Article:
I haven’t actually seen Julia Child’s poached egg recipe – so it was all hearsay – but I tried out her technique, and I can heartily recommend it. If you’re having trouble getting the eggs to stick together, if you don’t have perfectly fresh eggs, or if you’ve never even tried poaching eggs before, this is the way to do it.

Poached eggs – serves 2

  • 4 free-range eggs (if you’ve ever walked through a battery-hen shed this one is obvious)
  • 1-2 Tbsp white vinegar
  • freshly cracked black pepper and salt, to taste
  • 4 pieces of bread (for toast)
  • butter (for toast)
  1. Heat plenty of water in a saucepan/stock pot/deep skillet – around 10cm (4″) deep – until it’s just about boiling (you can use water as little as 4cm deep, but I find I get better shaped eggs with deeper water). Reduce the heat so the water never actually boils (i.e. there should be little air bubbles on the bottom, but it shouldn’t actually simmer).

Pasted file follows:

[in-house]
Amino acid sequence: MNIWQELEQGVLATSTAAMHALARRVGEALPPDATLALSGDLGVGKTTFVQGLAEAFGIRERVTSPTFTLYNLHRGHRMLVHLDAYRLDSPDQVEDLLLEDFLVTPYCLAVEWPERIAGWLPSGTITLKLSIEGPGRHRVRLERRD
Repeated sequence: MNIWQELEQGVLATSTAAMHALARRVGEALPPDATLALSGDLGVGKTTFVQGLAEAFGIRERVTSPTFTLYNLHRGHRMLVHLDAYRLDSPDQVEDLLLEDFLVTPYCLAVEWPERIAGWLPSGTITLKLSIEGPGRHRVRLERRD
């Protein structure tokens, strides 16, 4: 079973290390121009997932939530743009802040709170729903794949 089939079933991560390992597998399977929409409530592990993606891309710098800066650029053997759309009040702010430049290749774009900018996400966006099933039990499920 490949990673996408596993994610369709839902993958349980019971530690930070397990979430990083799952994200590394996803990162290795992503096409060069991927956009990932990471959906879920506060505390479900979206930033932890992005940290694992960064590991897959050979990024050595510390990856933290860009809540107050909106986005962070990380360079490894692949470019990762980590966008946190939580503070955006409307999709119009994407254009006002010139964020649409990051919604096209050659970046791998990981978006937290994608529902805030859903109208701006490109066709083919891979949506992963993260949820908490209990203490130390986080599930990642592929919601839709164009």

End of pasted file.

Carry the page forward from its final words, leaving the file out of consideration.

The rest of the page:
2. Drop each of the eggs into the water for 10 seconds, then remove them. (Put your toast on at this point.)
  3. One by one, crack each egg into a small dish/saucer, then gently slide into the water. (You can crack them directly into the water, but the saucer gives you more control.)
  4. Cook the eggs in the water for around 2-3 minutes (2 for a nice runny yolk).
  5. Remove the eggs with a slotted spoon/fish slice and place on a plate. Pat dry with paper towels, and trim any messy parts of the egg white. (Alternatively, you can prepare the eggs the night before – if doing that, cook for 2 minutes, then remove from the hot water and immediately plunge into icy cold water to stop the cooking process. Once cooled, transfer to a plate, pat dry and trim as per usual then cover and store in the fridge. The next day, reheat by putting back into a pan of hot water and heating for up to a minute.)
  6. Transfer each egg to a piece of hot buttered toast, then season with salt and freshly cracked black pepper.

Poached eggs